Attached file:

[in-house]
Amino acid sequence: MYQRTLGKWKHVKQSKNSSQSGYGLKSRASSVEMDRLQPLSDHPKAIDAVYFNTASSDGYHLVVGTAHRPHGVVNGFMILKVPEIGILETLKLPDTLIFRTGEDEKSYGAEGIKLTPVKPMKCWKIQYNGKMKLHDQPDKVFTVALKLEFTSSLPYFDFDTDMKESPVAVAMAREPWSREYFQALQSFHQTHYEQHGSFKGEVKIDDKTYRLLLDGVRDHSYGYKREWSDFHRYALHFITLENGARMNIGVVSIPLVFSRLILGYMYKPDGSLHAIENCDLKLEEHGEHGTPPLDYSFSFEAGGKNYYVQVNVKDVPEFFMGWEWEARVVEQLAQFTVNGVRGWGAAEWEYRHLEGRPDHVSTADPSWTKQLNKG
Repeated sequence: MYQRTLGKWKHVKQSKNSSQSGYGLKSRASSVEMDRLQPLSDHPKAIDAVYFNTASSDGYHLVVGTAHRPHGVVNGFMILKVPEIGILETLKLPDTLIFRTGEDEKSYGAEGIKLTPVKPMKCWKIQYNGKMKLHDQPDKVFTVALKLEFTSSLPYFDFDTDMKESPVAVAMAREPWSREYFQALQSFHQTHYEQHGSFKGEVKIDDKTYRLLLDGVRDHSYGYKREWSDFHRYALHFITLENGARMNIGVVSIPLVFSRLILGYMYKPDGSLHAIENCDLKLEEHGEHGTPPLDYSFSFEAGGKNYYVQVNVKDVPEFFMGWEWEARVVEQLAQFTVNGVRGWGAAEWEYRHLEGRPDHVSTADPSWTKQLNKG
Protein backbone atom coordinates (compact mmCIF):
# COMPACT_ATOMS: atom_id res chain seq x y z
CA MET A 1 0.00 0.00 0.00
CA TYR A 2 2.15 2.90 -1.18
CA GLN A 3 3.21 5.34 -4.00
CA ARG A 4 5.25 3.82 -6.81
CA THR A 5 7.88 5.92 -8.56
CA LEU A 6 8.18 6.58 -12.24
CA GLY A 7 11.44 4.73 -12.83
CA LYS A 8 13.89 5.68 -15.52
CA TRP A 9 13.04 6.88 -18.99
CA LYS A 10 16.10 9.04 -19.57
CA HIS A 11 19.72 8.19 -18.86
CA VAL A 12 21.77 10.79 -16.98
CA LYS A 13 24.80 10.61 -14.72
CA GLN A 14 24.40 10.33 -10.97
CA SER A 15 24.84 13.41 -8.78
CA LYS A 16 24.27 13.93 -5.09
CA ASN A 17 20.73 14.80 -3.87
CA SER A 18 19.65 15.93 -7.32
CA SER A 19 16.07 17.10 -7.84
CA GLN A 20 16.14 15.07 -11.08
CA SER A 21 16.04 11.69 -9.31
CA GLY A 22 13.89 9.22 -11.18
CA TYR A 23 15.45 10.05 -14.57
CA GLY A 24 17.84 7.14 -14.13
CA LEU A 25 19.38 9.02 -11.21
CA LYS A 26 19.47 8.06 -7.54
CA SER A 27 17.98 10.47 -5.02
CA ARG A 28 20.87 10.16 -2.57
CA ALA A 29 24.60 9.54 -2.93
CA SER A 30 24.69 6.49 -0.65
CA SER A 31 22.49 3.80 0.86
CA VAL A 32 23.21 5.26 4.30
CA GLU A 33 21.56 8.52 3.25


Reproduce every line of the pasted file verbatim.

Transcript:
[in-house]
Amino acid sequence: MYQRTLGKWKHVKQSKNSSQSGYGLKSRASSVEMDRLQPLSDHPKAIDAVYFNTASSDGYHLVVGTAHRPHGVVNGFMILKVPEIGILETLKLPDTLIFRTGEDEKSYGAEGIKLTPVKPMKCWKIQYNGKMKLHDQPDKVFTVALKLEFTSSLPYFDFDTDMKESPVAVAMAREPWSREYFQALQSFHQTHYEQHGSFKGEVKIDDKTYRLLLDGVRDHSYGYKREWSDFHRYALHFITLENGARMNIGVVSIPLVFSRLILGYMYKPDGSLHAIENCDLKLEEHGEHGTPPLDYSFSFEAGGKNYYVQVNVKDVPEFFMGWEWEARVVEQLAQFTVNGVRGWGAAEWEYRHLEGRPDHVSTADPSWTKQLNKG
Repeated sequence: MYQRTLGKWKHVKQSKNSSQSGYGLKSRASSVEMDRLQPLSDHPKAIDAVYFNTASSDGYHLVVGTAHRPHGVVNGFMILKVPEIGILETLKLPDTLIFRTGEDEKSYGAEGIKLTPVKPMKCWKIQYNGKMKLHDQPDKVFTVALKLEFTSSLPYFDFDTDMKESPVAVAMAREPWSREYFQALQSFHQTHYEQHGSFKGEVKIDDKTYRLLLDGVRDHSYGYKREWSDFHRYALHFITLENGARMNIGVVSIPLVFSRLILGYMYKPDGSLHAIENCDLKLEEHGEHGTPPLDYSFSFEAGGKNYYVQVNVKDVPEFFMGWEWEARVVEQLAQFTVNGVRGWGAAEWEYRHLEGRPDHVSTADPSWTKQLNKG
Protein backbone atom coordinates (compact mmCIF):
# COMPACT_ATOMS: atom_id res chain seq x y z
CA MET A 1 0.00 0.00 0.00
CA TYR A 2 2.15 2.90 -1.18
CA GLN A 3 3.21 5.34 -4.00
CA ARG A 4 5.25 3.82 -6.81
CA THR A 5 7.88 5.92 -8.56
CA LEU A 6 8.18 6.58 -12.24
CA GLY A 7 11.44 4.73 -12.83
CA LYS A 8 13.89 5.68 -15.52
CA TRP A 9 13.04 6.88 -18.99
CA LYS A 10 16.10 9.04 -19.57
CA HIS A 11 19.72 8.19 -18.86
CA VAL A 12 21.77 10.79 -16.98
CA LYS A 13 24.80 10.61 -14.72
CA GLN A 14 24.40 10.33 -10.97
CA SER A 15 24.84 13.41 -8.78
CA LYS A 16 24.27 13.93 -5.09
CA ASN A 17 20.73 14.80 -3.87
CA SER A 18 19.65 15.93 -7.32
CA SER A 19 16.07 17.10 -7.84
CA GLN A 20 16.14 15.07 -11.08
CA SER A 21 16.04 11.69 -9.31
CA GLY A 22 13.89 9.22 -11.18
CA TYR A 23 15.45 10.05 -14.57
CA GLY A 24 17.84 7.14 -14.13
CA LEU A 25 19.38 9.02 -11.21
CA LYS A 26 19.47 8.06 -7.54
CA SER A 27 17.98 10.47 -5.02
CA ARG A 28 20.87 10.16 -2.57
CA ALA A 29 24.60 9.54 -2.93
CA SER A 30 24.69 6.49 -0.65
CA SER A 31 22.49 3.80 0.86
CA VAL A 32 23.21 5.26 4.30
CA GLU A 33 21.56 8.52 3.25